SPECIALTY INTERESTS: Coronary artery
                                                                             Associate Director, Thoracic Surgery Residency Program
                            bypass grafting with arterial grafts,
                                                                             Director, Surgical Heart Failure Program
                            surgical repair of thoracic aortic
                                                                             NYU School of Medicine
                            aneurysms and dissections, and surgical
                                                                             Chief, Cardiothoracic Surgery, Bellevue Hospital Center
                            treatment and management of elderly
                            patients with valvular and coronary artery                             SPECIALTY INTERESTS: Minimally invasive valve
                            disease.                                                               surgery, traditional and off pump coronary
                                                                                                   bypass surgery, reconstructive surgery for heart
                                                                                                   failure, left ventricular assist device surgery for
                                                                                                   heart failure, and surgery for cardiogenic

109911W1   5/21/07       8:53 PM       Page 23

       Gregory A. Crooke, MD                                                   THORACIC SURGERY
       Assistant Professor of Cardiothoracic Surgery
       Director, Left Ventricular Assist Device Program                        Costas Bizekis, MD
       NYU School of Medicine                                                  Assistant Professor of Cardiothoracic Surgery
                             SPECIALTY INTERESTS: Reconstructive               Director, Esophageal Surgery Program
                             surgery for heart failure, high risk coronary     NYU School of Medicine
                             bypass surgery, left ventricular assist device    Director, General Thoracic Surgery, Bellevue Hospital
                             surgery for heart failure, valve repair and                             SPECIALTY INTERESTS: Minimally invasive
                             replacement, and adult congenital cardiac                               thoracic surgery, esophageal cancer, benign
                             surgery.                                                                esophageal disorders, endoscopic palliation
                                                                                                     of esophageal cancer, stents, photodynamic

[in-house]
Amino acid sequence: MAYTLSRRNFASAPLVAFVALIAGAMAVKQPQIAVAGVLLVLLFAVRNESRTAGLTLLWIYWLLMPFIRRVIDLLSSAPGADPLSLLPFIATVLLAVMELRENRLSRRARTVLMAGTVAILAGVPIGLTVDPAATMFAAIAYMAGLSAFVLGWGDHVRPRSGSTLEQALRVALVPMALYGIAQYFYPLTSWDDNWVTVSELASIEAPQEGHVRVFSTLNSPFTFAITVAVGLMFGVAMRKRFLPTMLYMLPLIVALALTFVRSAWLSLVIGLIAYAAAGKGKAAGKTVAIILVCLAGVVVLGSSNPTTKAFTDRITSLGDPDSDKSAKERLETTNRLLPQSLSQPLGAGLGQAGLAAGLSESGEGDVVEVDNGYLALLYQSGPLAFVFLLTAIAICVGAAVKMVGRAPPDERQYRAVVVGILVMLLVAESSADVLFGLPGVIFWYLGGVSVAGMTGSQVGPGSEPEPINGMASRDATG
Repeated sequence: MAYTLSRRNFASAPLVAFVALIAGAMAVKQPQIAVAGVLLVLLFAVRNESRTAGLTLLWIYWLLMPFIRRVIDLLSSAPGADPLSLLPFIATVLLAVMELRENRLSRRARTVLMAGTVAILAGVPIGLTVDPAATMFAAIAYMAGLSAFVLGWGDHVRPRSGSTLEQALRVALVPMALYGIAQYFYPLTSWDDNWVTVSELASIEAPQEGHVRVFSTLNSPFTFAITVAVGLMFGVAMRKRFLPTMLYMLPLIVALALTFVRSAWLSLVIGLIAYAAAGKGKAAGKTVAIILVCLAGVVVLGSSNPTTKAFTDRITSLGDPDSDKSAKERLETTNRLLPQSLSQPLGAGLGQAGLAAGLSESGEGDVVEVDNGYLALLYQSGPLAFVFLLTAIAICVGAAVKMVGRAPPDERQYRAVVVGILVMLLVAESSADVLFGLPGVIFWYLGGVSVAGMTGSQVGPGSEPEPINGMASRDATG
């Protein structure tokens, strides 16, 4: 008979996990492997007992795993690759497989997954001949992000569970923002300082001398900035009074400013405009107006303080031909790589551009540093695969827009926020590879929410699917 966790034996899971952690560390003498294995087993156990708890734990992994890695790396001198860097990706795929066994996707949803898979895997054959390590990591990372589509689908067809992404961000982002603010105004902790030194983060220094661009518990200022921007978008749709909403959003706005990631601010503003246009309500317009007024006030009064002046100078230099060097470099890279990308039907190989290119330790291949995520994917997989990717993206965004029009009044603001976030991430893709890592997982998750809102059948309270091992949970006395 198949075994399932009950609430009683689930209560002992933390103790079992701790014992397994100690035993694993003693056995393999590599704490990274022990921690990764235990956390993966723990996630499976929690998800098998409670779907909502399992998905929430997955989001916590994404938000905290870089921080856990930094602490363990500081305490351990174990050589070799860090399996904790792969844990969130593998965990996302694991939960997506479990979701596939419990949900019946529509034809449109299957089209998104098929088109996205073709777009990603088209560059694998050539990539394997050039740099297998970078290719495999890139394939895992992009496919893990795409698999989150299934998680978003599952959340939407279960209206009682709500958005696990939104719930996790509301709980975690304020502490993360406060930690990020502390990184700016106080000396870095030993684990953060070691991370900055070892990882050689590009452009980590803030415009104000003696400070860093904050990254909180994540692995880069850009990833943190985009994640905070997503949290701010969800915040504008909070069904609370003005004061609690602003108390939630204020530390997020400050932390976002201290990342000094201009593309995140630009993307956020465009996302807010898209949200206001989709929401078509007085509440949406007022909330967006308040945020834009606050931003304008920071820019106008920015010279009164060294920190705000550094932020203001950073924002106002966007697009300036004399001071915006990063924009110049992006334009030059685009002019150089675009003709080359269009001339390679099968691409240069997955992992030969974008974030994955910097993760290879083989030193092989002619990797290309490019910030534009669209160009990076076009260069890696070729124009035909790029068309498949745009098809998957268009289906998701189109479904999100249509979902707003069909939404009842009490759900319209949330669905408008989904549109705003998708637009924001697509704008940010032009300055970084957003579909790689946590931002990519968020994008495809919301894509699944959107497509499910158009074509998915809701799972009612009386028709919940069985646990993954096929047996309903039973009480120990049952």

therapy, radiofrequency ablation of Barrett’s
                                                                                                     esophagus, lung cancer, radiofrequency
                                                                                                     ablation of lung cancer
       Juan B. Grau, MD
       Assistant Professor of Cardiothoracic Surgery
       Director, Minority Outreach Program for Prevention
         of Healthcare Disparities                                             Bernard K. Crawford, Jr., MD
       Director, Undergraduate Medical Education                               Assistant Professor of Cardiothoracic Surgery
       Associate Director, Cardiac Surgical Research                           Director, General Thoracic Surgery, Tisch Hospital
       NYU School of Medicine                                                  NYU School of Medicine
                             SPECIALTY INTERESTS: Coronary artery                                    SPECIALTY INTERESTS: General thoracic
                             bypass surgery with arterial grafts, off-pump                           surgery, video-assisted minimally invasive
                             bypass surgery, valve repair and                                        and traditional surgical treatment of lung
                             replacement, and surgery for thoracic                                   cancer, tumors of the mediastinum, thymus,
                             aneurysms and aortic dissections.                                       esophagus, diaphragm, and chest wall.

       David B. Meyer, MD                                                      Jessica S. Donington, MD
       Assistant Professor of Cardiothoracic Surgery                           Assistant Professor of Cardiothoracic Surgery
       Director, Pediatric and Congenital Cardiac Surgery Program              Director, Thoracic Surgery Translational Laboratory
       NYU School of Medicine                                                  NYU School of Medicine
                             SPECIALTY INTERESTS: Neonatal, pediatric                                SPECIALTY INTERESTS: Benchwork studies of
                             and adult congenital cardiac surgery, surgery                           thoracic neoplasm diagnosis and treatment;
                             for aortic root reconstruction, homografts                              development of clinical protocols for novel
                             and autografts, pediatric cardiac                                       methods for the diagnosis and treatment of
                             pacemakers, and benign congenital diseases                              thoracic malignancies; general thoracic